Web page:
Serverless applications are the epitome of event-driven software in which tiny functions communicate between each other asynchronously to run a business flow. Event-driven architectures enabled developers to code and ship tiny slices of software with no impact on the rest of the system. It doesn’t take too long to have the headache of troubleshooting such distributed applications because the business logic is spread through many small functions. Application teams needed a different taste of monitoring to track all the async messages traveling between functions. Old school monitoring of the metrics and logs doesn’t help with such distributed systems. We need more high cardinality data in a chronological order showing the behavior of the async architecture. Distributed tracing came to rescue to address this pain of understanding the behavior of modern applications and maintain health.
During my interviews with many Thundra customers and prospects, I came across many different usages of event-driven architectures. My conclusion is that not everyone has this well-distributed architecture in which functions do nearly atomic jobs. Instead, most teams have big Lambda functions that perform multiple tasks and ingest the resulting records to a database. For the sake of better event-driven architectures, such architectures should be composed of smaller functions but not every team is lucky enough with sufficient time for this, especially while migrating to serverless.
For such kind of architectures, distributed tracing can stay short because all the business logic still occurs * in * the function instead of between functions. When anything goes wrong in big Lambda functions, developers are left alone with only the logs. The bad news is that there should be a structured logging mechanism carefully placed in the application to use the logs efficiently in such cases. This requires a ton of manual work and still pollutes the code. A developer can only wish to debug these applications with an IDE-like experience in this doomed situation. In this way, she can walk through the business logic to see what goes unexpected after the code is executed. To address this need, Thundra introduced a new way of debugging serverless functions after they finish the execution with recent offline debugging.
How does it work?
Offline debugging can work in AWS Lambda functions in Node.js, Python and Java runtimes. Enabling offline debugging is pretty easy with no code change. You can understand how your Lambda functions do at each line by setting the environment variable called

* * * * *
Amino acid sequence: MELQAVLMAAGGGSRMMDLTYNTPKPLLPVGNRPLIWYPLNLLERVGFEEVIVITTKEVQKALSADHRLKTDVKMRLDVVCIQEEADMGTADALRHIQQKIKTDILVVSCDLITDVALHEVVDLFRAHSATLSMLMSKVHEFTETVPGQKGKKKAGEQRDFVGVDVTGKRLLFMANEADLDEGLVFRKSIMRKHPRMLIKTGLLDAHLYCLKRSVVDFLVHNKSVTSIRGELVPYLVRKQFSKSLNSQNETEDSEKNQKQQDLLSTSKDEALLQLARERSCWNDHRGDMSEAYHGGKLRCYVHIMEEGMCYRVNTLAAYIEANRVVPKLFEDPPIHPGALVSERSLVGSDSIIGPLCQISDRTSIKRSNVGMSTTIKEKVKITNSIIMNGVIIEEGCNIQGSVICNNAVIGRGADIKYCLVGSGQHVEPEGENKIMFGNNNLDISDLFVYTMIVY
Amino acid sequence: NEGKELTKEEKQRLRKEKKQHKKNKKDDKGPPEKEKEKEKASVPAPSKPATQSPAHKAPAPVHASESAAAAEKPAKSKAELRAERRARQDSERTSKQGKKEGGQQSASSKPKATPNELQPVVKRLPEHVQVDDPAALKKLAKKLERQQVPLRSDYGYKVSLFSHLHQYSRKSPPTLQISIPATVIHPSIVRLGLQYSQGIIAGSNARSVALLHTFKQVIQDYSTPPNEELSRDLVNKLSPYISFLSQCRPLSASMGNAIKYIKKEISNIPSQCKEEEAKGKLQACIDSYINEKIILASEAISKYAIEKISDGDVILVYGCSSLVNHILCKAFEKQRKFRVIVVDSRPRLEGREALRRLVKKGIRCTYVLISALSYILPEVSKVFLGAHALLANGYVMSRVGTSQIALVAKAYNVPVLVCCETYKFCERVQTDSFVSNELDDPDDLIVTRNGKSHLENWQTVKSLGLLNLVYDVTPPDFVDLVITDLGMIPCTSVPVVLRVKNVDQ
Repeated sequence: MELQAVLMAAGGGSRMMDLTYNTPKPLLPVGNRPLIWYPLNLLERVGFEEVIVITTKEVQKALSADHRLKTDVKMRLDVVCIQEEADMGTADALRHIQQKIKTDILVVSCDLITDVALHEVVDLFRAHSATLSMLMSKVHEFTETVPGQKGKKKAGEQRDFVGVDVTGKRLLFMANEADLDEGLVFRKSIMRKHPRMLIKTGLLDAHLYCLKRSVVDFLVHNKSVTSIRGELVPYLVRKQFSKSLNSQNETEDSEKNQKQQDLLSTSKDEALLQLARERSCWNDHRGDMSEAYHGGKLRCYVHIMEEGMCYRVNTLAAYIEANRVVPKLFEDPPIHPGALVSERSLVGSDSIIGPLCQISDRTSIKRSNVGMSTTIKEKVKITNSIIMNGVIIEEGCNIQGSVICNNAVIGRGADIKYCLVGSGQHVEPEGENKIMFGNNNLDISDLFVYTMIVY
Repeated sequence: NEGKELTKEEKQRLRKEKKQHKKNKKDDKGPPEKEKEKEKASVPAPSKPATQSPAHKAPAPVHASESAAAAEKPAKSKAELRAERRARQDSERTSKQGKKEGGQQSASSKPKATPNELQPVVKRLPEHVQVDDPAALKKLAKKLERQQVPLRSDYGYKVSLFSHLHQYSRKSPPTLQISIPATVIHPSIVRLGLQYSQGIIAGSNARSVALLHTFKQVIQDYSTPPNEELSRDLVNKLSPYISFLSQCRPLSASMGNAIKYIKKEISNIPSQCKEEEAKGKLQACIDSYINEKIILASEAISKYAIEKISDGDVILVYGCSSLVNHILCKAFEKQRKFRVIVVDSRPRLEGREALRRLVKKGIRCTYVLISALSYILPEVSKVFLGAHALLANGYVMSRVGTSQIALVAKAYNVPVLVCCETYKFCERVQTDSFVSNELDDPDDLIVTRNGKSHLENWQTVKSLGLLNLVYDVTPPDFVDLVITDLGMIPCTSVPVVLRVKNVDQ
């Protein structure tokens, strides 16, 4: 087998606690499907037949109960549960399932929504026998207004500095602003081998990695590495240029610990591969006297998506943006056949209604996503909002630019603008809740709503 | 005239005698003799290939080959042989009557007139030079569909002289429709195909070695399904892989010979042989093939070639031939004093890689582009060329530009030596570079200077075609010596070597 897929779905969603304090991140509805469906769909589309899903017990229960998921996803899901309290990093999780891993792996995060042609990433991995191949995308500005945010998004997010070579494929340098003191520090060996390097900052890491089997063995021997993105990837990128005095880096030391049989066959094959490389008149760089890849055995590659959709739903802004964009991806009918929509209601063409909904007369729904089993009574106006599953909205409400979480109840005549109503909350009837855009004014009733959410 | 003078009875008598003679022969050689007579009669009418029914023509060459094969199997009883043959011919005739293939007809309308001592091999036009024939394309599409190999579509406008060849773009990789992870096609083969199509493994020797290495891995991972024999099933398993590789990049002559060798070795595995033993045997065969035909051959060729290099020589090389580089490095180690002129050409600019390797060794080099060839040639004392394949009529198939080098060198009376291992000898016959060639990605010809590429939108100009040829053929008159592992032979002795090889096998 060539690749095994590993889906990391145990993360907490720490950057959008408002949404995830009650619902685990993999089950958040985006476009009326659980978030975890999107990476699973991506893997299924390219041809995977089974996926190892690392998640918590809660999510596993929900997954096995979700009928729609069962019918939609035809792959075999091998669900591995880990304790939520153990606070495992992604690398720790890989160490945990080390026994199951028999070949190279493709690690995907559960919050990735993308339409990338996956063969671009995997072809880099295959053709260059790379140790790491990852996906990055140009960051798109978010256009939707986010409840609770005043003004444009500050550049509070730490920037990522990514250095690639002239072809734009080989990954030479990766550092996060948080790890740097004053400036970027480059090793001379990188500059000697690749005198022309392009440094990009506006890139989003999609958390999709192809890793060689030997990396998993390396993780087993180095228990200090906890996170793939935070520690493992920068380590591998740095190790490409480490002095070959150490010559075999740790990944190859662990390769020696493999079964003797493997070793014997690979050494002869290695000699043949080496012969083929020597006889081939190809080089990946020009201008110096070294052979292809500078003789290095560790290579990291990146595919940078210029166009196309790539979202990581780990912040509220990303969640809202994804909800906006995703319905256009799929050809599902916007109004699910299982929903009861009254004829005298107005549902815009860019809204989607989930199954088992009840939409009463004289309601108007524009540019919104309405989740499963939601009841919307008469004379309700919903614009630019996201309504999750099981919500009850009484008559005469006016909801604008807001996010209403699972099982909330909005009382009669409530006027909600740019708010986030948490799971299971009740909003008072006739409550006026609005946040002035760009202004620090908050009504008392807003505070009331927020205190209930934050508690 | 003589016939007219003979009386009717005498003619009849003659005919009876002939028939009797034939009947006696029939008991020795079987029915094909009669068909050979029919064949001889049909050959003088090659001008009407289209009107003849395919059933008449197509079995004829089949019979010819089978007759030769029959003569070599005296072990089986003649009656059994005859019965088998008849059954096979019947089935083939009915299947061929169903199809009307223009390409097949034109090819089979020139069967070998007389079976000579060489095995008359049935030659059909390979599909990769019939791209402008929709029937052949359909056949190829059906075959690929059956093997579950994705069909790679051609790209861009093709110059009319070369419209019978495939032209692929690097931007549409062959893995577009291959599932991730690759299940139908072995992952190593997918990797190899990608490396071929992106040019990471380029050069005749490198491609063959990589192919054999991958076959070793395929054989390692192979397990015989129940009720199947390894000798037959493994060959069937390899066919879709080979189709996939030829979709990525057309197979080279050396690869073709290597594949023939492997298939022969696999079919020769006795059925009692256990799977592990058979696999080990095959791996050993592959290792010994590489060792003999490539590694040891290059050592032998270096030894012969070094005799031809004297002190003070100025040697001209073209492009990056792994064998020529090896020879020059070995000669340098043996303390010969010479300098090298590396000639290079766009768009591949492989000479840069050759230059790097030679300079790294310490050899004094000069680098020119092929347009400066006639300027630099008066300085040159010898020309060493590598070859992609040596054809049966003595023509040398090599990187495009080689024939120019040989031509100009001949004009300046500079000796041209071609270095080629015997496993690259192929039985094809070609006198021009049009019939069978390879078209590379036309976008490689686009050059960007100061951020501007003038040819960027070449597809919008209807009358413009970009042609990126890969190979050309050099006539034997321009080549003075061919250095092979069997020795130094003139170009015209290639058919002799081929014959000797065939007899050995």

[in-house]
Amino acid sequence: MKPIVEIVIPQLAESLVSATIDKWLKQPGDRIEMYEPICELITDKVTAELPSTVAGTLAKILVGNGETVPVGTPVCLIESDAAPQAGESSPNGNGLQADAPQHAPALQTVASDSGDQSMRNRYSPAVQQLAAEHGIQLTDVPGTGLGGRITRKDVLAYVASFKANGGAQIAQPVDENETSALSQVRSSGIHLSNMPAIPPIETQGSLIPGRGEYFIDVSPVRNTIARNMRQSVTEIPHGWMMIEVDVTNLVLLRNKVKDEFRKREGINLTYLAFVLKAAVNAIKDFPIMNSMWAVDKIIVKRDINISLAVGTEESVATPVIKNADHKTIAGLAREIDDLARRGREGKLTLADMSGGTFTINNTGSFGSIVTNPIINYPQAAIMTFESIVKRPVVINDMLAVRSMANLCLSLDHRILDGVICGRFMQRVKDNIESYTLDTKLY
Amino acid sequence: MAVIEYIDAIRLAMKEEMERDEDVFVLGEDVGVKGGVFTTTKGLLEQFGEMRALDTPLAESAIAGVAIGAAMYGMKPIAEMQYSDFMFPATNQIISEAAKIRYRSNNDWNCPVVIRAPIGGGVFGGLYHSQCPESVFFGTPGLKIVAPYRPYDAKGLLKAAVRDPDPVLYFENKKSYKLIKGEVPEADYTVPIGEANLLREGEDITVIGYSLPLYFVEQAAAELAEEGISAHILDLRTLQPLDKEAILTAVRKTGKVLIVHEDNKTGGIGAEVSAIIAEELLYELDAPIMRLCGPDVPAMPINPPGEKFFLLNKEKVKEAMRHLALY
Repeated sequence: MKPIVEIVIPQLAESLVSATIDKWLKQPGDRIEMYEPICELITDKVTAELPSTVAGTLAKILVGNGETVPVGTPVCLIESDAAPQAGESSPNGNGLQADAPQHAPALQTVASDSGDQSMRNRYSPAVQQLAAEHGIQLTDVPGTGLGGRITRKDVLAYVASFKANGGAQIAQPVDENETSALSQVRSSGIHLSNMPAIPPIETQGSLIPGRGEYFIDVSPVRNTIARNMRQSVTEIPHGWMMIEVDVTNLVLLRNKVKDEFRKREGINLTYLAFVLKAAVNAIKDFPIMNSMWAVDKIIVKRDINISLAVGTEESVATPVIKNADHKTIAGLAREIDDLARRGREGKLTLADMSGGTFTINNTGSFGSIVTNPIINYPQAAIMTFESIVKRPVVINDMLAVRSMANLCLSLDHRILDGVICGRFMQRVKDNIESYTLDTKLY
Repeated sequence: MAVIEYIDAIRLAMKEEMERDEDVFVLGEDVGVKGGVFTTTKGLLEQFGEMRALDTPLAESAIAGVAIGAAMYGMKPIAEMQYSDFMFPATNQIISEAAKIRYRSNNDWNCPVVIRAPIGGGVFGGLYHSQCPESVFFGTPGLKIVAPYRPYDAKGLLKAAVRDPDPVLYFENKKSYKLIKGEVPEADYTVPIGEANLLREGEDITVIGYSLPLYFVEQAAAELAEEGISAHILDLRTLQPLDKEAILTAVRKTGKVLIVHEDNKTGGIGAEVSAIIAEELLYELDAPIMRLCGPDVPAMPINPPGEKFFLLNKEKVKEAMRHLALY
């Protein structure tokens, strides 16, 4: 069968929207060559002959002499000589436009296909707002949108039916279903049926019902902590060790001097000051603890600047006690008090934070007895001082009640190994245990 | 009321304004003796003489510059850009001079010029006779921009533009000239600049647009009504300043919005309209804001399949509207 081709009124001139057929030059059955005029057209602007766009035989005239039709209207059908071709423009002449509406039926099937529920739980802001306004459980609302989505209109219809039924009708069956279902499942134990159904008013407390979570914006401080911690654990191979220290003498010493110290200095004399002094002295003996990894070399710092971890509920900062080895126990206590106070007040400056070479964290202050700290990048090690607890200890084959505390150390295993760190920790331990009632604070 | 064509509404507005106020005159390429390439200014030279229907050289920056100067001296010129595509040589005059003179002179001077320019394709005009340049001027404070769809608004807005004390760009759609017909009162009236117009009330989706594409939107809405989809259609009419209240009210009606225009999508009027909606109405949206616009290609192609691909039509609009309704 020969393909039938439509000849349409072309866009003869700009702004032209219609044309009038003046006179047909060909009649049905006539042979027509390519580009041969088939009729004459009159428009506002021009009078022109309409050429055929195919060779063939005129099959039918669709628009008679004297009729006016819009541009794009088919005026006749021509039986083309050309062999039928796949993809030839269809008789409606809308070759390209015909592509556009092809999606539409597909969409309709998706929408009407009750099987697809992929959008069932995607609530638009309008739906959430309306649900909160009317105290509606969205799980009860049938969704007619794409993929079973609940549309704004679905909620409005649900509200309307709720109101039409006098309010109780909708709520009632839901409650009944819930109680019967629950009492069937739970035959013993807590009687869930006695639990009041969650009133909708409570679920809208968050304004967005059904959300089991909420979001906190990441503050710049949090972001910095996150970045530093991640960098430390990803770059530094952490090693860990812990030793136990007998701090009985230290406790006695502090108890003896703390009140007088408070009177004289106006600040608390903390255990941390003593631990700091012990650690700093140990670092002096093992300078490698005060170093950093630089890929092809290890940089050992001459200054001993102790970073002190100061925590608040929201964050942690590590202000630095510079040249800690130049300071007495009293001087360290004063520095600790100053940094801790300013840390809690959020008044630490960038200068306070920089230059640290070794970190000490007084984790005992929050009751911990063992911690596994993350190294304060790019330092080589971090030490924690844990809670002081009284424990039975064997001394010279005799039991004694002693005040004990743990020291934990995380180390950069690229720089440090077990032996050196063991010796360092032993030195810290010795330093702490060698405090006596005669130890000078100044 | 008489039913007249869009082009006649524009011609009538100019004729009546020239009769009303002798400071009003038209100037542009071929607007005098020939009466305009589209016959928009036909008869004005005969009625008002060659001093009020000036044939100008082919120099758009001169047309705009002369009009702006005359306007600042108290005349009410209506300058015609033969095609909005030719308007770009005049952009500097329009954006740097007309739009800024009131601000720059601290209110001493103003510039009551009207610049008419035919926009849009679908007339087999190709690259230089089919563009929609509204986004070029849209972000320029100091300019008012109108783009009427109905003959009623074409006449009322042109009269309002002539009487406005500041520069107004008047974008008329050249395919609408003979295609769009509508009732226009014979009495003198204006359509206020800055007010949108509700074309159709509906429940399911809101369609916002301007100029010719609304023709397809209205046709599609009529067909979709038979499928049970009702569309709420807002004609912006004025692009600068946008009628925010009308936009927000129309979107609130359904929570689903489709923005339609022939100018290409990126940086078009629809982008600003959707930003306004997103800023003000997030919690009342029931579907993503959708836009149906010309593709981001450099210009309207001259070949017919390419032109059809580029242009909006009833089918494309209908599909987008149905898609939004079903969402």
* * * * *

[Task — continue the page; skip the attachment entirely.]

thundra_agent_lambda_trace_instrument_traceableConfig to the package you want to trace and add
[traceLineByLine=true] at the end. The example usage below shows how you can enable the offline debugging for all the methods under a directory named
After enabling this feature, you can just walk-over the lines of your application. You can see the methods for which the offline debugging is the small bug icon most left of the span line:
Clicking one of these will start an offline debugging experience. Let’s have a closer look at the magic that you want to see with this blog post.
As you can see, Thundra provides an IDE-like view that lets you navigate through the application and see the changes in the local variables. With this view, the black-box nature of the AWS Lambda functions becomes a history. Thundra lets you uncover all the hidden logic happening under the hood!
In order to use our Offline Debugging feature, you'll need to update your Thundra libraries to the newer versions as follow:
- Node.js: 2.8.0, layer 36 or higher
- Python: 2.4.4, layer 19 or higher.
- Java: 2.4.9, layer 39 or higher.
Serverless applications provide the power of distributed event-driven architectures to the application teams. However, not every team can build such a distributed architecture in which an atomic job is done at each and every function. For the functions that have complicated business logic inside, Thundra provides an unmatched way of debugging the applications with this update. Now, you can see what exactly happened in an AWS Lambda function after it’s execution is finished.
We’ll continue to resolve the debugging problems of the serverless community with our upcoming online debugging feature. With this one, the community will be able to debug their AWS Lambda functions *during* the execution on their IDE. The supported IDEs will be VSCode and Intellij IDEA. We know that the serverless fans are so excited about this new feature. If you are among the ones, you can leave your contact information here and be one of those with early access.
Thundra is available on AWS Marketplace or you can sign up through our console. Looking forward to your comments and feedback about offline debugging! You can reach out us via email@example.com or on Twitter.